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Review: Beyerdynamic Custom One Pro headphones - Destructoid

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Review: Beyerdynamic Custom One Pro headphones

4:00 PM on 12.10.2013

Our favorite headset yet


If you read this site regularly you'll know that I've reviewed a lot of headsets. A lot of gaming headsets, I should say. I'm not out to dump on any of them, but I want to start this review by saying that these Beyerdynamic Custom One Pro headphones sound better than any of the phones I've reviewed for this site.

Flat out. No question. 

To my ears, most gaming headsets have a similar sound formula. Again, this is not to dump on some of these sets, but more often than not they have a constrained upper end, an over-boosted low end, a painfully bloated mid-low end, and everything between these ranges usually suffers for the resulting frequency curve. I could get more technical and talk about how they're usually dry, honky, and have weird imaging issues, but I'm not here for a rant, and I'm not out to sound like some kind of headphone snob. I think that any gamer who has tried more than a couple of pairs out can identify that there's a particular sound you get from a lot of these headsets. It's not hard to hear.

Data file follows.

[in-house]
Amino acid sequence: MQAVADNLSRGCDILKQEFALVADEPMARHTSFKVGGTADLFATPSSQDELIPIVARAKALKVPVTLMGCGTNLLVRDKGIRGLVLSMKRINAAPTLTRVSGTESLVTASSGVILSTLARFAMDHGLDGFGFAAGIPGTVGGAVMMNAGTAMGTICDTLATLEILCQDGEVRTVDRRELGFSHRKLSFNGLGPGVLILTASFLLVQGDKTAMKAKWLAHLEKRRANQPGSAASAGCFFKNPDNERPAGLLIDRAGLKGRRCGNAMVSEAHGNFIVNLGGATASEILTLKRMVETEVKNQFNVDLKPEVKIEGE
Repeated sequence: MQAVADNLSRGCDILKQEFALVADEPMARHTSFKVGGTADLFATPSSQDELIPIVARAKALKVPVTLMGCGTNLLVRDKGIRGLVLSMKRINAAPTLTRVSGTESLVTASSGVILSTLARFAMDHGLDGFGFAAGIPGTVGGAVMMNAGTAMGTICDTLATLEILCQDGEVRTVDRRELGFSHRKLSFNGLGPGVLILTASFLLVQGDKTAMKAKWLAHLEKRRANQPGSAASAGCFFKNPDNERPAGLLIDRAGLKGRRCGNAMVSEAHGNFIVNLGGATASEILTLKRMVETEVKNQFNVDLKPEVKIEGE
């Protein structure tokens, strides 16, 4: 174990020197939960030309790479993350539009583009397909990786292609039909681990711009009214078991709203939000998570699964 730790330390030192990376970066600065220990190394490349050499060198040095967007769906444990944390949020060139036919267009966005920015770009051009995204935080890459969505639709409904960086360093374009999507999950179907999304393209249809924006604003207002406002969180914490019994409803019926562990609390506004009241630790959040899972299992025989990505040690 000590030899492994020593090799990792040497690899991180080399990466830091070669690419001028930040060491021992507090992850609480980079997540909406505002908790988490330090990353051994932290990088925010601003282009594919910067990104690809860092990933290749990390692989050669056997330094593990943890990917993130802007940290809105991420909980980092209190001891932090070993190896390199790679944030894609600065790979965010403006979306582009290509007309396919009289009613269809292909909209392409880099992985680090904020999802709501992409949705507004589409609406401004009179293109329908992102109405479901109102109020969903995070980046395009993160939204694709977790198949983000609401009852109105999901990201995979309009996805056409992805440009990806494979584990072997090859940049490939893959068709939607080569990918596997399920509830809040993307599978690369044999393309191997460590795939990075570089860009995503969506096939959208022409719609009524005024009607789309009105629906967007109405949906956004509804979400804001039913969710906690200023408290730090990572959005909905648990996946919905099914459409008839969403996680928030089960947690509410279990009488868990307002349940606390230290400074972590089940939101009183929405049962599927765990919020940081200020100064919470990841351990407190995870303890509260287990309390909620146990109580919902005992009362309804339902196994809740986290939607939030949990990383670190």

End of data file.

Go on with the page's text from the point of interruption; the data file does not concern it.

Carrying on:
The 'custom tuning' bullet point you see on the boxes of many of these headsets is to blame most times. But you can't blame the headset makers for doing this tuning as the result is geared toward gaming use. For example, their sharp high end lets you hear the footfalls of enemies in first-person shooters, and that exaggerated low end keeps your ears filled with wooly rumbles at all time. That's what we want, right? But sometimes the digital processing used to get them there takes things too far. So while the headset will hit those bullet-point marks for the high and low end, the details suffer, giving you cold, lifeless audio.